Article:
Cundy Street Quarter

Click through the timeline to read about how the Cundy Street Quarter has evolved over time



Present-day Ebury Street is recorded on the map as Five Fields’ Row. It was in one of the houses on the west of the street that eight-year-old Wolfgang Amadeus Mozart composed his first symphony in 1764.


The site was fully developed and more densely occupied. Cundy Street was called Little Ebury Street. The map shows lanes running between homes, creating a route from Ebury Square to modern day Orange Square, which we would like to re-introduce.


The southern area of Cundy Street Quarter was redeveloped with the construction of the Coleshill Buildings and the creation of Orange Square. In 1884, Ebury Square became a public space.


Major development occurred in the area, including Walden House.


Little Ebury Street was renamed Cundy Street, after the architects who oversaw the design, planning and construction of Belgravia during the 19th Century.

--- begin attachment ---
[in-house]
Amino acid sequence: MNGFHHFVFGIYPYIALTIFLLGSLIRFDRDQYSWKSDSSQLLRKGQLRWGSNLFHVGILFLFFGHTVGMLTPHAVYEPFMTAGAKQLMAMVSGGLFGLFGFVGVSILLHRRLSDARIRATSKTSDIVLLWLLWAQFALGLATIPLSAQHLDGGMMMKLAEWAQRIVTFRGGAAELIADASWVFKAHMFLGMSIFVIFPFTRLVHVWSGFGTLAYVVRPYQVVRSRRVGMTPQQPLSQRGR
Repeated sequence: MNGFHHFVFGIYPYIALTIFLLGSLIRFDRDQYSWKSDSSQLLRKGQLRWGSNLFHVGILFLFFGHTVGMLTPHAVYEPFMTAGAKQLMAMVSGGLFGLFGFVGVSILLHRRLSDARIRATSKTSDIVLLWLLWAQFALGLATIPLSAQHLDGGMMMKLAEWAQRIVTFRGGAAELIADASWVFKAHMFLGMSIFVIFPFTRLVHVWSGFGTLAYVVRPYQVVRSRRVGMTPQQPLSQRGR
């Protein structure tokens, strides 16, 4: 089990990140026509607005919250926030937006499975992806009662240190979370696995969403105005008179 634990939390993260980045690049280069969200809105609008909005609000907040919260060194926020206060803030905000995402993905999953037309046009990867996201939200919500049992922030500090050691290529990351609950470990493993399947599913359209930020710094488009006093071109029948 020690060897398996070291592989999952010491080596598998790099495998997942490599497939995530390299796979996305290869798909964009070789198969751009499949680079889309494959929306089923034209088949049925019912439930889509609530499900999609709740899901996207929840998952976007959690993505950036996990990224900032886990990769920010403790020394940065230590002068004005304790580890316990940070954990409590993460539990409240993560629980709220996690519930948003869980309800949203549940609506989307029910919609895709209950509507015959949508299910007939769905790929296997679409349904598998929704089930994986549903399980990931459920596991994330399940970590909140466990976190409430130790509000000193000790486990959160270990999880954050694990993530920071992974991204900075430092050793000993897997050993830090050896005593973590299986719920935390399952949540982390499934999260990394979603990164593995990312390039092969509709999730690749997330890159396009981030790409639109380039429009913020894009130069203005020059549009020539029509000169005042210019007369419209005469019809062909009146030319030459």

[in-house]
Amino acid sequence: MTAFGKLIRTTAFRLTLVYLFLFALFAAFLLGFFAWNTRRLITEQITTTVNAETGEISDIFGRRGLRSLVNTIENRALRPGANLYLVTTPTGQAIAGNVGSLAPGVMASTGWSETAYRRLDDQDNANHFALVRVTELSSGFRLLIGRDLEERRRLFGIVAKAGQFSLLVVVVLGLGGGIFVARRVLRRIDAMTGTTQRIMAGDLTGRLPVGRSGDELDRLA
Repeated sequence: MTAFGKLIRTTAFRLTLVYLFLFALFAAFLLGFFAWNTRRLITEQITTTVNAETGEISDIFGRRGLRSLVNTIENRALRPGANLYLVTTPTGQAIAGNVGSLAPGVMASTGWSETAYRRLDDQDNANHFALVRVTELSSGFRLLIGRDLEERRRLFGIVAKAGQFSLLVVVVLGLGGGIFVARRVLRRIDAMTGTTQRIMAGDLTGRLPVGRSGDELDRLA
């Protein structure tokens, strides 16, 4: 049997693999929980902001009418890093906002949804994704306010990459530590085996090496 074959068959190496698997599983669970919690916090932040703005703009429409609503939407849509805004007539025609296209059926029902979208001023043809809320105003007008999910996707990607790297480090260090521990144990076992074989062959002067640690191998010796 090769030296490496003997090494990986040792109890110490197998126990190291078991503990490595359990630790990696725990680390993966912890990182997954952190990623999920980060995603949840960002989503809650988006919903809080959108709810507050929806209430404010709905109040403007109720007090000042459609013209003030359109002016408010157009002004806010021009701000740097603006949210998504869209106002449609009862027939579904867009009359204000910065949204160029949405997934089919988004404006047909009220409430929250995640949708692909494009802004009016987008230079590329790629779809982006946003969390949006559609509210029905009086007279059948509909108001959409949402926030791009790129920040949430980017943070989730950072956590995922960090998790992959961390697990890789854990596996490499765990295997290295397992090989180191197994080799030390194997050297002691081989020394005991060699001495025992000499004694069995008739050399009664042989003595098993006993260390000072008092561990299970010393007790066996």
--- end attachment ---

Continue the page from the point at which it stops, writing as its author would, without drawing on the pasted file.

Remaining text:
After bombing devasted the area, the Cundy Street flats were built during a period of materials rationing following the Second World War.

Cundy Street today

The Cundy Street Quarter in southern Belgravia is bordered by Ebury Street, Cundy Street and Pimlico Road. Made up of the four Cundy Street buildings, Walden House and the car park of the Coleshill flats, each part of the site is segregated and closed off to the public.

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